On the last lap, on the penultimate turn on the far side of the lake, about 3 km to go, I was pretty far back in the group and went into the turn again on the far right ... but there were 2 riders directly ahead of me, and the front one slowed suddenly.  I hit my brakes to avoid barreling into the rider directly in front, and my rear wheel locked and skidded left a few inches.  Fortunately, I did not lose balance, and the 5-10 riders behind me in the group were all on my left, so no one hit me either ... but I had decelerated way too much and was off the back just as the acceleration started.  I hauled ass and caught the back of the group just before the hill, but was pretty much out of gas and lost contact again ... finishing about 100 meters behind the main bunch at an average speed of approx 40.4 kph.  I was 46th out of 60 who registered and maybe 56 who started, 52 of whom finished (or 94 out of 188 in the 3 C-class heats, measured by overall time).  This kind of racing requires repeated intense bursts of energy, and I top out far below the level it takes to do really well. 

Okay, maybe I was misled by the shaft of sunlight piercing the clouds on Saturday afternoon, and it was not a race of destiny.  But it was fun.

Jerome and I rode back to Tokyo, leaving Saiko around 3:45PM, as Gunnar would need to hop the train home with his non-functioning derailleur.  It was dark within an hour, as we passed Yamanakako. 
Only 100 km more to ride.

06 November 2011

Days 3 and 4 - Maizuru to Hiroshima-ken

The P.E. communications base has just received the latest in a series of updates from Jerome as he continues on the road westward.  He stopped in Maizuru on Friday night in "real" lodgings, then braved the rain much of Saturday along the Japan Sea coast past Tottori and to Yonago, and headed inland from there late Saturday evening.

He eventually stopped to sleep -- in an enclosed bus stop, Brevet style.

When he consulted an elderly woman local resident this morning about the location of the next convenience store or other source of breakfast, he was invited inside her house to dine, as she took pity on a bedraggled cyclist.

He made it to Miyoshi (in Hiroshima Prefecture, but about 65 km NE of Hiroshima City), and is hopping a train to start the process of drying out and resting so as to be presentable for Monday business meetings.  Approximately 860 km in 3 1/2 days.
The route below is what was on the maps I handed to Jerome at Tsuruga.  I'm not sure if is exactly the route he took, but should be very close.

05 November 2011

Day Two -- Shokawa to Tsuruga (and beyond?)

After a night in the comfort of the Sakaeya Ryokan in Shokawa, in deep rural Northwest Gifu, I awoke feeling at least as if at least my cold had not gotten any worse, and I could start day two on the bike without holding Jerome back, or doing myself any damage.

It was apparent from walking around the inn, and from the offer that we leave our bikes inside the front door, blocking access, that we might be the only guests.  In the morning, when she brought coffee to our room and we settled up the bill, we asked the innkeeper about the place.

So, it must be quiet now, before the ski season.  Do you get many guests in the winter?  She replied, "Hmmmm, well I guess there is a little ski area up the valley ... " [Translation: "No guests in winter"]. Well, how about in the summer then?  "It is pretty quiet around here in the summer." [Translation:  "No guests then either."] The inn was in good shape, the room we stayed in looked near new.  Finally, she volunteered, "sometimes we get a group that will stay when they play at the golf course up the road."  When was the inn built?  "This building, in 1989, ... but we have been open since the Taisho era, and are now the 3rd generation.  We used to get merchants stopping through on their travels, but ever since the expressway was built ... not many people come around here."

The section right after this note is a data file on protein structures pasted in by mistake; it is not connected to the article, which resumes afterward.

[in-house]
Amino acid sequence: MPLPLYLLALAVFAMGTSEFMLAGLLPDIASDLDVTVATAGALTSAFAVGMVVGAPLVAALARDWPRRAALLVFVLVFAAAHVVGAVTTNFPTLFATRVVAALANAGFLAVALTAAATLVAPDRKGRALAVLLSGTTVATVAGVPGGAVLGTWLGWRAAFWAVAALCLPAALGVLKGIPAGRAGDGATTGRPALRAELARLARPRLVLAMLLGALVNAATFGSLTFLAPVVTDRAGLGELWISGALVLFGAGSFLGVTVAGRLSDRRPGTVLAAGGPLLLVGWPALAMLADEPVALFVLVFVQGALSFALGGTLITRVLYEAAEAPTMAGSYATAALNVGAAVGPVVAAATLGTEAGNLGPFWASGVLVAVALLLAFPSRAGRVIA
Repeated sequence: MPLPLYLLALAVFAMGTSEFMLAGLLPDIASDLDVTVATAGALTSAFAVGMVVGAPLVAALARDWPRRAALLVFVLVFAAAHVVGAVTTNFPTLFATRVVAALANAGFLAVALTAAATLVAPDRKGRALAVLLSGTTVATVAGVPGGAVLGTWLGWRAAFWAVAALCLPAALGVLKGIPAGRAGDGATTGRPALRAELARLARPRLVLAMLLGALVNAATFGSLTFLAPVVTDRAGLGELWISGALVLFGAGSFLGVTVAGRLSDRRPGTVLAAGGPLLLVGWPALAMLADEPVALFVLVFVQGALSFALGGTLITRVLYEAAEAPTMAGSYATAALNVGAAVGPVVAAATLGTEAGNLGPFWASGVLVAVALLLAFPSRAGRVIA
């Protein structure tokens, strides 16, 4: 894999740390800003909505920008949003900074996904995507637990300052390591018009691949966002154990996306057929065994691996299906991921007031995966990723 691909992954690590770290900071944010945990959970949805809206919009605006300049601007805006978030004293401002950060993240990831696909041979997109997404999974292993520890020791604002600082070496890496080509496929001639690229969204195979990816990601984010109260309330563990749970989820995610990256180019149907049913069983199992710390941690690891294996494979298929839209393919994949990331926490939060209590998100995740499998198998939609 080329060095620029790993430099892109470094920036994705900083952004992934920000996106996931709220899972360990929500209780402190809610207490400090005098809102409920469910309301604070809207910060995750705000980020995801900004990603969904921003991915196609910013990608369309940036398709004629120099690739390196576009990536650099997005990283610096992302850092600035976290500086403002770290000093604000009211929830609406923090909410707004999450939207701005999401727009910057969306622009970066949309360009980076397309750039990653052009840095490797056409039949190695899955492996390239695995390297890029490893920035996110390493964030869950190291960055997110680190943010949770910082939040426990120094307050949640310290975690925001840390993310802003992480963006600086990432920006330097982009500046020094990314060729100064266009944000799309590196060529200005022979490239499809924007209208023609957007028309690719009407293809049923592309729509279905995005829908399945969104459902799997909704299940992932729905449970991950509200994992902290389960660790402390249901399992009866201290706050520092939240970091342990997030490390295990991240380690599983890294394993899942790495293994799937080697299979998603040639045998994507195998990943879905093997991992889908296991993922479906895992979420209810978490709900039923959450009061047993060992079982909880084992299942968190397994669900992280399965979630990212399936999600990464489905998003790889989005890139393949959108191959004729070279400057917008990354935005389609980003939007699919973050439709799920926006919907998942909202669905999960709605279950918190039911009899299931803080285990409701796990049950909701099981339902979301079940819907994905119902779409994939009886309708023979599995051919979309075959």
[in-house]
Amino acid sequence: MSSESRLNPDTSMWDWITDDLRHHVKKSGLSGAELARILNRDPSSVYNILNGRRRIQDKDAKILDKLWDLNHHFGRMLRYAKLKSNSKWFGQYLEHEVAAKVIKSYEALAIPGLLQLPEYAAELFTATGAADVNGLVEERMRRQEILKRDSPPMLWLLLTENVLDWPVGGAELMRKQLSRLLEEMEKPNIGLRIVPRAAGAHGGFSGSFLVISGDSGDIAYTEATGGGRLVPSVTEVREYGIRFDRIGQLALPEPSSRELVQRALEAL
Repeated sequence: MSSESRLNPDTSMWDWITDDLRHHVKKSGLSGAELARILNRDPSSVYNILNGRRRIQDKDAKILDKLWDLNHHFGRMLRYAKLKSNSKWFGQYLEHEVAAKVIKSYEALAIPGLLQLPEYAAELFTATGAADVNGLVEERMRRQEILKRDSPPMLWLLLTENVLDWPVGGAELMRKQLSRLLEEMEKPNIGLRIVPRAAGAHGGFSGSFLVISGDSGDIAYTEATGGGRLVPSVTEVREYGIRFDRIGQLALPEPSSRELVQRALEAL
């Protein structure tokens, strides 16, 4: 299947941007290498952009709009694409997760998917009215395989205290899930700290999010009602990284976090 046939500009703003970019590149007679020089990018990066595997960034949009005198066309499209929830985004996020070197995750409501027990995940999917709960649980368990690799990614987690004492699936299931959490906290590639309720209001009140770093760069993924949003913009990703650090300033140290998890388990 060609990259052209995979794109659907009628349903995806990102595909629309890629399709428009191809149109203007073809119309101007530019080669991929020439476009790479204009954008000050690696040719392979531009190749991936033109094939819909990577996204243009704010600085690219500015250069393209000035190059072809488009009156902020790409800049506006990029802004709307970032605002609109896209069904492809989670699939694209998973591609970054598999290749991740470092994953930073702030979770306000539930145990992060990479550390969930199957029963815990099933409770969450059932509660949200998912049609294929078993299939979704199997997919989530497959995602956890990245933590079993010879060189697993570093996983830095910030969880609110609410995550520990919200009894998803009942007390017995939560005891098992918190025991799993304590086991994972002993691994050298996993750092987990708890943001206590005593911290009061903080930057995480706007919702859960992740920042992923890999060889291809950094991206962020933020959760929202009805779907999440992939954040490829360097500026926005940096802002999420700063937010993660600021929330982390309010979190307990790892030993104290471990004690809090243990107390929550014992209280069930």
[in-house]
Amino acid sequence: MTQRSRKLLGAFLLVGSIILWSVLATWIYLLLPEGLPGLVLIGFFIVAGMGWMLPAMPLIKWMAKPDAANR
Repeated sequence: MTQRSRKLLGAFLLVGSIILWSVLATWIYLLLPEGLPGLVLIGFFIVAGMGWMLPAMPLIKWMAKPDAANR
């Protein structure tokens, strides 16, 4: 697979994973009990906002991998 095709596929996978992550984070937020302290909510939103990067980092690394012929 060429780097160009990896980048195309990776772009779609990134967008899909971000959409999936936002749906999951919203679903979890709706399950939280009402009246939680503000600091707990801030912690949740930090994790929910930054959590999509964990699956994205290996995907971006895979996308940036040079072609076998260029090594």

I guess most businesspeople take the expressway, instead of riding their bicycle to a business meeting 900 km from home ...

We left in the fog and climbed very gradually (1-2-3% grades) out of the valley less than 100 meters vertically and 8 km or so further onto a plain where we reached a small settlement - Hirugano Kogen/Takasu Cho.  There was a Daily Yamazaki convenience store, complete with benches across the front exterior, the main one occupied by a very satisfied looking cat.  The cat clearly belonged to the store, as its water and food bowls were under the bench (Jerome noted that the cat's porcelain bowl was made in France, and of a type he had once imported into Japan, in a previous job many years ago -- yet another small contribution he has made to the welfare of Japan).  The sun came out as we ate breakfast.  A younger man waiting for a shuttle bus to take him to his job at an onsen chatted us up.  When I mentioned to the older man at the cash register how calm ("otonashii") the cat seemed, he seemed genuinely glad that I had noticed and assured me that there was a second cat around that was the opposite, always hiding from customers and sneaking around.  As we mounted our bikes to ride off, two very energetic looking old ladies pulled into the parking lot in a mini-car and literally applauded and cheered when they saw two odd foreign cyclists, just heading out.

With that send-off, and the fog completely burned off, we saw that the fall colors were still vibrant, the air clear and clean, and we were on the beginnings of a very gradual 20 km descent, much of it along a river valley.  All seemed right in the world.
Hida Highway, Route 156, in Takasu

On the descent down Route 156 in Takasu
On this stretch, I saw a pension (inn) with the name "White Pecker".  At first, I could not imagine why a pension might have that name (?), then it struck me -- the bird in "shiro tori" (White Bird) must be a wood pecker, not the swan that uses the same characters but is pronounced "haku cho" instead.